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Aristotle's theory of artistic imitation or mimesis distinguishes various different types of mimesis.
First, one can imitate directly, by pure mimesis, as in tragedy, by diegesis or narration, or using a mixed mode combining diegesis and mimesis, as is seen in Homer and Hesiod.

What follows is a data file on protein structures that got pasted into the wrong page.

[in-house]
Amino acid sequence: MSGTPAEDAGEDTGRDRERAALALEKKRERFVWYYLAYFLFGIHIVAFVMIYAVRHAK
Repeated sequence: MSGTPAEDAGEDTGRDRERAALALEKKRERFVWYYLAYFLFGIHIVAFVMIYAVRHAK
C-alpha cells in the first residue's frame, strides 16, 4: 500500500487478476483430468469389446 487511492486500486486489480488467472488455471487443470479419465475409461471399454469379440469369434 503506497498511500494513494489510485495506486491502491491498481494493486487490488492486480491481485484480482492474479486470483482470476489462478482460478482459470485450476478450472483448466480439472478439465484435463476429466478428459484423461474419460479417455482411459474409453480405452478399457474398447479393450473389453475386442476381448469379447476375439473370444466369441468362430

Mimesis can be done by means of words, as in dramatic poetry or by means of marble or paint, as in the visual arts of pottery, painting, and sculpture.
Human beings take natural pleasure in imitation, which explains some of the pleasure we experience in watching tragedy or looking at sculpture.
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